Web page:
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Good looks and sex appeal help men and women to get ahead. But some groups have more advantages than others, says sociologist Catherine Hakim to the University Post
While various studies have found that attractive people are statistically more successful, sociologist Catherine Hakim’s research looks specifically into what groups benefit the most and in what context.
The Centre for Stratification Research and The Nordic Institute of Asian Studies are hosting sociologist Dr. Catherine Hakim to talk about her recent book, Honey Money, and the growing importance of ‘erotic capital’. This can involve anything from physical appearance and sex appeal to charm, sociability or actual sexual expertise.
”One point that I think is important, and puzzling, is that men earn more money from being attractive than women do —and this happens despite the fact that women put more effort into looking good! Attractive men earn on average 17 pct. more compared to only 12 pct. more for attractive women,” writes Hakim to the University Post.
Dr. Hakim believes people should learn how to exploit their erotic capital to get ahead, and that this may even work to alter the balance of power between the sexes.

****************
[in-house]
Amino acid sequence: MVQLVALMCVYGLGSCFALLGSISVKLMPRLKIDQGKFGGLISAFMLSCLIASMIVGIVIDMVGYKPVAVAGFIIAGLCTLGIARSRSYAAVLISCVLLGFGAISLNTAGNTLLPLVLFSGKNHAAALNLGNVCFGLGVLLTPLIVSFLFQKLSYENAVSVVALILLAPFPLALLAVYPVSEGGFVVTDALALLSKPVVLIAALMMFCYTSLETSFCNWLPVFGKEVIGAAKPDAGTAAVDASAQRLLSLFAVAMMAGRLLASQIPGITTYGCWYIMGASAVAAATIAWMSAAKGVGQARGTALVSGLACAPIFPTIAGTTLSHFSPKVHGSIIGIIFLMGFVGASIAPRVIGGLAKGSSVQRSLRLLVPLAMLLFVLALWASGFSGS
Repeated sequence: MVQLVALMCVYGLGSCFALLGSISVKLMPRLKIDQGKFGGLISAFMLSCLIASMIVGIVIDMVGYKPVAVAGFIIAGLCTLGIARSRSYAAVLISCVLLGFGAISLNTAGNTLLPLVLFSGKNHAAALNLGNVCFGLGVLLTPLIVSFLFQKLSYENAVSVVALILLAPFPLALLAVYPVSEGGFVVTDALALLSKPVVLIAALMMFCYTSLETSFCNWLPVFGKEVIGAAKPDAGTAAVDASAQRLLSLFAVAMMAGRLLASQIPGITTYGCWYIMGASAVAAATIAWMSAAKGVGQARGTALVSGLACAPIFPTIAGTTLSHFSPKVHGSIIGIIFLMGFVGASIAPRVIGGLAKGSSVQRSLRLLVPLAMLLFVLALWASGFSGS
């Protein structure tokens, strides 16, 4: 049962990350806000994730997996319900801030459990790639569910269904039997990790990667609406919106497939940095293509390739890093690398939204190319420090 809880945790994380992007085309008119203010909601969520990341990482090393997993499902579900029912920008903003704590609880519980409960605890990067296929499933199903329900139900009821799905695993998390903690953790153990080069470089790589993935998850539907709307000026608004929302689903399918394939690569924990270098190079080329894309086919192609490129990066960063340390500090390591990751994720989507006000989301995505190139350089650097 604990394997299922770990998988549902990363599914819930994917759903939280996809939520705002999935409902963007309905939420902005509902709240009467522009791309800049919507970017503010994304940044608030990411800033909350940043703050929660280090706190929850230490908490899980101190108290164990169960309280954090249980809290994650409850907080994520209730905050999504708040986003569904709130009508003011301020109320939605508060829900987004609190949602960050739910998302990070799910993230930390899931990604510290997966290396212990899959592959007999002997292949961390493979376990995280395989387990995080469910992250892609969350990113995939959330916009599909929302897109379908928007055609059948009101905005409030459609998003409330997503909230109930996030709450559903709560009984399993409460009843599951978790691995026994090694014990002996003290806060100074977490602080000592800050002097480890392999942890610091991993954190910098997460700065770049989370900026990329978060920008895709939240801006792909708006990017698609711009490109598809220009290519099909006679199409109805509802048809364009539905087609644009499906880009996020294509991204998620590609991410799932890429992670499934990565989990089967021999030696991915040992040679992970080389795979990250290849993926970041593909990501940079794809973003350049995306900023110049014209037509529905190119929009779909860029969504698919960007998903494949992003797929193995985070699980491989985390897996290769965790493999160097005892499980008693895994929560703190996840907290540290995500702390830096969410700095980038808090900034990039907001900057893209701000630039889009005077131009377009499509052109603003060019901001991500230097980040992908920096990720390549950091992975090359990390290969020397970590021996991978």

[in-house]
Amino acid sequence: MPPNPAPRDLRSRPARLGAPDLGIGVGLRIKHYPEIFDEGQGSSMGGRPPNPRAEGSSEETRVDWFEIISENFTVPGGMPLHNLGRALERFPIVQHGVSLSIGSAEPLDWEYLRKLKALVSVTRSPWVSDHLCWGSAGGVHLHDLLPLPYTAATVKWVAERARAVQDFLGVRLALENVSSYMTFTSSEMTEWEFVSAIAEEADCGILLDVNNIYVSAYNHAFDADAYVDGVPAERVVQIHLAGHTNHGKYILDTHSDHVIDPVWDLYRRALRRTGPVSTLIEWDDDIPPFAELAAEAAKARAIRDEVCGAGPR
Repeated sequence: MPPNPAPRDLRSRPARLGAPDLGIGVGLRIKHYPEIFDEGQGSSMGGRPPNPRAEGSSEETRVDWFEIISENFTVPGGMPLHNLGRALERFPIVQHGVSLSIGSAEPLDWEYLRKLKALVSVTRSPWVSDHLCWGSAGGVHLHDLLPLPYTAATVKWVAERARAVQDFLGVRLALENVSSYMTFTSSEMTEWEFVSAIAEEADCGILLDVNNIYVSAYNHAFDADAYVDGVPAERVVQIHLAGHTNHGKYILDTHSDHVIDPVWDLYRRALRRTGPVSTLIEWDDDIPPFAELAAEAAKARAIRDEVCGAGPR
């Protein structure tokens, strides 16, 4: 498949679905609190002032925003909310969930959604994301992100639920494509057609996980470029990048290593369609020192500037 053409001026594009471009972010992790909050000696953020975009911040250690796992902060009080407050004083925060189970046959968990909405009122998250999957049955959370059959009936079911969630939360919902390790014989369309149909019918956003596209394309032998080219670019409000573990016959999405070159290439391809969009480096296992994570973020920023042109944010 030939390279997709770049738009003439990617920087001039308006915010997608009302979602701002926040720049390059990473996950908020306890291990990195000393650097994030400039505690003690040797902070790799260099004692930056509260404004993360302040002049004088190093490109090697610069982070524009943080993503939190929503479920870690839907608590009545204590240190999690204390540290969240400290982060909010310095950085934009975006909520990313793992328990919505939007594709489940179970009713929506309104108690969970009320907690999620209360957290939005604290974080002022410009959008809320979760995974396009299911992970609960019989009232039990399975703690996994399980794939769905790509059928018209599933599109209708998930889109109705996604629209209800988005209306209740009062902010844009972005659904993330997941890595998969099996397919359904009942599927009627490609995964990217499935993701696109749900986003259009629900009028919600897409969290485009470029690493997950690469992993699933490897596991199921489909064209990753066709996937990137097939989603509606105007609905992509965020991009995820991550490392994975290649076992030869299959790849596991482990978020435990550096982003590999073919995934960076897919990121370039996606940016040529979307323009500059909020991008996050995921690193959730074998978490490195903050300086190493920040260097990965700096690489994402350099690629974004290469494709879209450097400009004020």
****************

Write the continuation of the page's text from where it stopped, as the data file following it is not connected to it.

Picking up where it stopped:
Her talk at the university will question why attractive Danish women are disadvantaged in comparison to attractive Danish men, especially when compared to Asia.
”This discrepancy seems greatest in the Puritan cultures of Northern Europe and North America. So why is the Puritan/Protestant culture so antagonist to beauty generally and female beauty in particular?,” says Hakim.
Dr. Hakim argues that people should learn how to exploit their erotic capital to get ahead, which has lead to a discussion of the controversial issue of sex work, a hot topic in many countries – especially Denmark.
Only recently a restaurant opened in Copenhagen called Hot Buns, where waitresses previously served their customers in hot pants, but recently started working in lingerie while serving both burgers and sex toys..
The talk will be held 9 October at the Danish National Centre for Social Research (SFI). . See more information also in the fact box above right.
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